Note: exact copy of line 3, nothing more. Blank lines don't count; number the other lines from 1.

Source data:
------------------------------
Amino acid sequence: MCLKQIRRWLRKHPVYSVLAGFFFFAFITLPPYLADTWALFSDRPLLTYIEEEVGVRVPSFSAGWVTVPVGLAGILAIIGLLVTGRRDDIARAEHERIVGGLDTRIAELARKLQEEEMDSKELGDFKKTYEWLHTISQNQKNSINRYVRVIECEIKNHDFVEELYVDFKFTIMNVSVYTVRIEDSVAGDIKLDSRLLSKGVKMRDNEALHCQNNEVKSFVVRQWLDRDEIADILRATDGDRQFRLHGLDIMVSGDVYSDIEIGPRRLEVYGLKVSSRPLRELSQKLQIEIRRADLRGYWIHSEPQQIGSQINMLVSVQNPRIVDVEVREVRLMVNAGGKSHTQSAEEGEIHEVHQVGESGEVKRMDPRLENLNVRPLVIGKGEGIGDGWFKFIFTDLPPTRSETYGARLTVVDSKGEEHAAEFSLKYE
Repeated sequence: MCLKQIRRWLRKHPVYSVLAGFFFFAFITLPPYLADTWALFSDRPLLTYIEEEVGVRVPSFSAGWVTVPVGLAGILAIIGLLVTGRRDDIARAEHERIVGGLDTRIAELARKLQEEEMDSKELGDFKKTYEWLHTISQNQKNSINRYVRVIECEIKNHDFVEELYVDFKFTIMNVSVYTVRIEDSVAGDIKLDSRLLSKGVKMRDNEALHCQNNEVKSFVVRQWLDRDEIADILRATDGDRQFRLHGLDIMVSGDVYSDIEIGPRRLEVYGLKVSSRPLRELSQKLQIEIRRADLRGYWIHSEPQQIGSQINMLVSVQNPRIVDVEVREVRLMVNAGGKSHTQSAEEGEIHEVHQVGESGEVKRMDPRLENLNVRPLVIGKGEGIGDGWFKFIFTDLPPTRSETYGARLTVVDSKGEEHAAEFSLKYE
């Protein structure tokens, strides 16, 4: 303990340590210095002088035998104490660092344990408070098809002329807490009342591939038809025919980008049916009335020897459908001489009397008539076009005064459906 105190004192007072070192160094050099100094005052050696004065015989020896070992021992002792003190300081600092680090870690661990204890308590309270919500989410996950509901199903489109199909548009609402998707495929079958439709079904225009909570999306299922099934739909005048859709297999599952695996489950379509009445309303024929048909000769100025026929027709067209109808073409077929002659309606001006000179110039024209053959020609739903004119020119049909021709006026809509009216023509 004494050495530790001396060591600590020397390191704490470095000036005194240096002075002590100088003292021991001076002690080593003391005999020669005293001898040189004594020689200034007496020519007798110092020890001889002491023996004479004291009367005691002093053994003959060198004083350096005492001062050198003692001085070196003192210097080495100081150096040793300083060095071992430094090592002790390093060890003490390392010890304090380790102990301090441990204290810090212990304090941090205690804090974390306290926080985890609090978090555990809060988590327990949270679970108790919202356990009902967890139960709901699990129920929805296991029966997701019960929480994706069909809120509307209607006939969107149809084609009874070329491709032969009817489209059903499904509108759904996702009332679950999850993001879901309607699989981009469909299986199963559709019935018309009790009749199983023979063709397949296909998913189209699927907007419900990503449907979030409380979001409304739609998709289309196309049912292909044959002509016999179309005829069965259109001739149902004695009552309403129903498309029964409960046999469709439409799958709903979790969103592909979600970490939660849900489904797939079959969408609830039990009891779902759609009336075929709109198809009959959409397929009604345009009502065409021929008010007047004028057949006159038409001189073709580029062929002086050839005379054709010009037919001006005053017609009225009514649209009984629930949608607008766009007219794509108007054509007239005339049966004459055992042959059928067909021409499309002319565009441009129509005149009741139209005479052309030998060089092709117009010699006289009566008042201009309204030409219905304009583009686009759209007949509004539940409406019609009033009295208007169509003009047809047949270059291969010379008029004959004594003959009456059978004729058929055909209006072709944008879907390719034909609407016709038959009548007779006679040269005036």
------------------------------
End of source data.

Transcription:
């Protein structure tokens, strides 16, 4: 303990340590210095002088035998104490660092344990408070098809002329807490009342591939038809025919980008049916009335020897459908001489009397008539076009005064459906 105190004192007072070192160094050099100094005052050696004065015989020896070992021992002792003190300081600092680090870690661990204890308590309270919500989410996950509901199903489109199909548009609402998707495929079958439709079904225009909570999306299922099934739909005048859709297999599952695996489950379509009445309303024929048909000769100025026929027709067209109808073409077929002659309606001006000179110039024209053959020609739903004119020119049909021709006026809509009216023509 004494050495530790001396060591600590020397390191704490470095000036005194240096002075002590100088003292021991001076002690080593003391005999020669005293001898040189004594020689200034007496020519007798110092020890001889002491023996004479004291009367005691002093053994003959060198004083350096005492001062050198003692001085070196003192210097080495100081150096040793300083060095071992430094090592002790390093060890003490390392010890304090380790102990301090441990204290810090212990304090941090205690804090974390306290926080985890609090978090555990809060988590327990949270679970108790919202356990009902967890139960709901699990129920929805296991029966997701019960929480994706069909809120509307209607006939969107149809084609009874070329491709032969009817489209059903499904509108759904996702009332679950999850993001879901309607699989981009469909299986199963559709019935018309009790009749199983023979063709397949296909998913189209699927907007419900990503449907979030409380979001409304739609998709289309196309049912292909044959002509016999179309005829069965259109001739149902004695009552309403129903498309029964409960046999469709439409799958709903979790969103592909979600970490939660849900489904797939079959969408609830039990009891779902759609009336075929709109198809009959959409397929009604345009009502065409021929008010007047004028057949006159038409001189073709580029062929002086050839005379054709010009037919001006005053017609009225009514649209009984629930949608607008766009007219794509108007054509007239005339049966004459055992042959059928067909021409499309002319565009441009129509005149009741139209005479052309030998060089092709117009010699006289009566008042201009309204030409219905304009583009686009759209007949509004539940409406019609009033009295208007169509003009047809047949270059291969010379008029004959004594003959009456059978004729058929055909209006072709944008879907390719034909609407016709038959009548007779006679040269005036």